This exhibit is a thermal delay switch, used to delay the application of anode volts until associated valves had time for the cathodes/filaments to reach operating temperature.
This looks like one of the peculiar little Ediswan devices used in 'Metrovick' AC Mains Adapter units marketed around 1930 to enable owners of domestic battery radios to operate their existing sets from the (newly installed) AC mains which was at that time spreading rapidly.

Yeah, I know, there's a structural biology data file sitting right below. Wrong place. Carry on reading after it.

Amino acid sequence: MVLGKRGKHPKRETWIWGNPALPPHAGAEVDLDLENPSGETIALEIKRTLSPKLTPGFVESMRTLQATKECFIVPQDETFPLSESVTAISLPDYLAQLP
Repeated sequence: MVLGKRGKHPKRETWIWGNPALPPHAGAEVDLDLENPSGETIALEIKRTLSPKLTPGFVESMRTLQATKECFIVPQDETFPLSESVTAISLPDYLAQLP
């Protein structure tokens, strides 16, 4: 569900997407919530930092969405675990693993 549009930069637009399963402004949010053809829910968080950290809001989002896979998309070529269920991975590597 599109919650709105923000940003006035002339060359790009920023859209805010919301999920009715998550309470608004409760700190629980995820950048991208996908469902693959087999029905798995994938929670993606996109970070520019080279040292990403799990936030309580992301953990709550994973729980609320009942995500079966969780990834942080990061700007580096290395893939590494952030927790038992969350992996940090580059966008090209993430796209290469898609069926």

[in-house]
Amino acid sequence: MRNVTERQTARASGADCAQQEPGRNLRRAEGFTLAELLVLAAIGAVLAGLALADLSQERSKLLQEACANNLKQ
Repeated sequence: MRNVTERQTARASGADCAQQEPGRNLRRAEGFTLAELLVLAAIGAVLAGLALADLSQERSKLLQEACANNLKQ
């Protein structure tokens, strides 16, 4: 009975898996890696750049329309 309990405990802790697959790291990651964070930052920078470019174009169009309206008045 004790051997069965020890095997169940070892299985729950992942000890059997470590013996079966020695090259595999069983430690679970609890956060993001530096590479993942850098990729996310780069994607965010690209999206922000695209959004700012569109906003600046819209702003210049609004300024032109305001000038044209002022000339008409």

In addition to a multi-winding mains transformer, these Adapter units included an HT rectifier giving around 100 to 120V DC, and a gas-filled (argon?) LT rectifier.
When 'ON' the radio set operated from its own LT accumulator but with HT supplied by the Adapter; when 'OFF', the Adapter trickle-charged the LT accumulator by means of the LT rectifier. A device similar to this exhibit was fitted into the Adapter (black base cap upwards) and may have been a delay switch for the LT rectifier.
The coiled filament is clearly visible as is the bi-metallic strip.
The wide glass tube envelope is 17 mm in diameter and, excluding the base pins, is 68 mm tall.
References: Observation & private communication.
Updated April 26, 2013.